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Does this word "apparently" mean that something is obvious or does it refer to something that seems true but actually isn't. Apparent means illusion, right?

People use this word quite often and I think they misuse it. For example, if a person says like:

Apparently, I cannot be responsible for all the things.

Does 'apparently' means obviously here? If it does, it's the wrong usage of this word.

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    You may use it as an adverb in any sentence that you might also use as a complement to It appears (to me) that. Where you put it in the sentence is, like all adverb placement, up to you. – John Lawler Dec 2 '14 at 3:11
  • Since things are sometimes as they appear and sometimes not, it follows that the adverb apparently neither reliably confirms nor reliably denies the objective truth of the proposition that it modifies. – Brian Donovan Dec 2 '14 at 5:12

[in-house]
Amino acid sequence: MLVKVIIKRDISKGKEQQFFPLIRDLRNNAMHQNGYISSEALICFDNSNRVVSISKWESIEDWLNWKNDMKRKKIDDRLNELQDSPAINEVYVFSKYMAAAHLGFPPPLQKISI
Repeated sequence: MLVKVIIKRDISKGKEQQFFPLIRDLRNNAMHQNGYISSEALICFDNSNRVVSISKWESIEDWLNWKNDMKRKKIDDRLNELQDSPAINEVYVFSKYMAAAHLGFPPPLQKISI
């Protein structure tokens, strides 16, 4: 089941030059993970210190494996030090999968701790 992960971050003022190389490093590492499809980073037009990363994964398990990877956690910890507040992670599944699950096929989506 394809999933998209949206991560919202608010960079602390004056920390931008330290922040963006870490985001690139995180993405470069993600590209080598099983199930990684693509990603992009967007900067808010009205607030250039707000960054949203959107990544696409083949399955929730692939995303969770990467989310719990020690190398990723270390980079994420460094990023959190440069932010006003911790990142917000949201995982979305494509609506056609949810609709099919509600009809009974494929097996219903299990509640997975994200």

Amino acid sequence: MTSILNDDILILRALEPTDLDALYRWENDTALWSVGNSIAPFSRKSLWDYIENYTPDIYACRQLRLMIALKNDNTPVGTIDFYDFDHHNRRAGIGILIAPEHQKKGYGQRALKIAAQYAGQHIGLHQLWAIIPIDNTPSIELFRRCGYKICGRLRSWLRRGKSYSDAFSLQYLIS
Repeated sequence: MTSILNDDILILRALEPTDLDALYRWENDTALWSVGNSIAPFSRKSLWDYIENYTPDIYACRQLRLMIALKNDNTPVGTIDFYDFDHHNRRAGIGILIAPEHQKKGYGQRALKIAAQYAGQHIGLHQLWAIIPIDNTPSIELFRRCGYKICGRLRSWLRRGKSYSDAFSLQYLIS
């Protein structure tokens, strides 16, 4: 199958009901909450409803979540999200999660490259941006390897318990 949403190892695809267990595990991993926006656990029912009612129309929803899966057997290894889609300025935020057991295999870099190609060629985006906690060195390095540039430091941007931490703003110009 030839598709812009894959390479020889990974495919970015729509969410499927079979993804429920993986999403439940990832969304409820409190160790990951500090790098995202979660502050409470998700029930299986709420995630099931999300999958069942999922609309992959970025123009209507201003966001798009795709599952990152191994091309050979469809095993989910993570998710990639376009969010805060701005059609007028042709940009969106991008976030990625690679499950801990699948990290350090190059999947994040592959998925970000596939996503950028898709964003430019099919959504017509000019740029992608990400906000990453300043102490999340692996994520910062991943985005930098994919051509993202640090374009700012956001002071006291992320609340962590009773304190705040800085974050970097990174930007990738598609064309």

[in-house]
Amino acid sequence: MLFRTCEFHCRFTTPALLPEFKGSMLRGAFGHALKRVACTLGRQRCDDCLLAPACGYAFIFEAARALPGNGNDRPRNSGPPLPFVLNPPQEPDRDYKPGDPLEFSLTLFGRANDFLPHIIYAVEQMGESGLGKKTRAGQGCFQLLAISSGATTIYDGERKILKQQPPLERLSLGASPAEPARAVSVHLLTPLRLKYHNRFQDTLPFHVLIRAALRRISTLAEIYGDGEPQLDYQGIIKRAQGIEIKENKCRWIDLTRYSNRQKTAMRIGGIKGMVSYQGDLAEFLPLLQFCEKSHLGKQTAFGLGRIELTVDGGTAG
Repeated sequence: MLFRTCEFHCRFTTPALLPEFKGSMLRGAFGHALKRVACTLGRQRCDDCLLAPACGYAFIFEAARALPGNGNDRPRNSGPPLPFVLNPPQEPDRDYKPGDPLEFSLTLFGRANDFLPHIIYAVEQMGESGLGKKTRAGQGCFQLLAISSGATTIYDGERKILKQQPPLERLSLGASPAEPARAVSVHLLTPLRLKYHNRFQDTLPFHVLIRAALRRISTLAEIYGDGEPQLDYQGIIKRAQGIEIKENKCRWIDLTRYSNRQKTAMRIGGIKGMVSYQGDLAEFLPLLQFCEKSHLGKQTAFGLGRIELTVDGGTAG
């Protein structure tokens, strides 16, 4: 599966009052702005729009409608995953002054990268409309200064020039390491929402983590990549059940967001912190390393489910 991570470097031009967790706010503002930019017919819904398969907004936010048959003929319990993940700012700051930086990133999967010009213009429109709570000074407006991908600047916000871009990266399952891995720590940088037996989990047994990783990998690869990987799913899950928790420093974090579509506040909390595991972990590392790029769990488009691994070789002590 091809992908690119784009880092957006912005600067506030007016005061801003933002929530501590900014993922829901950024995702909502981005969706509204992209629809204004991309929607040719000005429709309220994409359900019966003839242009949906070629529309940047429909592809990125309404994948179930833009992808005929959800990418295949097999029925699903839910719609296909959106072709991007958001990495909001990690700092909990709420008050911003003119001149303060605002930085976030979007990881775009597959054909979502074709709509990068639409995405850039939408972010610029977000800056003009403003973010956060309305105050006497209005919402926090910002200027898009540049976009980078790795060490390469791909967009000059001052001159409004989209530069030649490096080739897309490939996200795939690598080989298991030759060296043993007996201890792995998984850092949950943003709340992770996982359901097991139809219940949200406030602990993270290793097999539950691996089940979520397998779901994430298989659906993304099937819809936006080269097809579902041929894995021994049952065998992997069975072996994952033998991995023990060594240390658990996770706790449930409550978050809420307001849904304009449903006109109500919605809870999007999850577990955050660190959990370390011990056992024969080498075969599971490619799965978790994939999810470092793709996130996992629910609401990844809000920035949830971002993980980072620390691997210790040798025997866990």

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In the sentence:

Apparently, I cannot be responsible for all the things.

It sounds like a rejoinder in an argument, where it is equivalent to

Apparently, you think that I cannot be responsible for all the things.

As far as a lot of people using apparently to mean obviously, well it might be different from an established meaning, but it could also indicate a change in meaning. A/the meaning of a word is ultimately what people say it is. I may not like that a lot of people use literally to 'mean' figuratively in a sentence such as

? The kids were literally bouncing off the ceiling today.

But people do, and meanings change.

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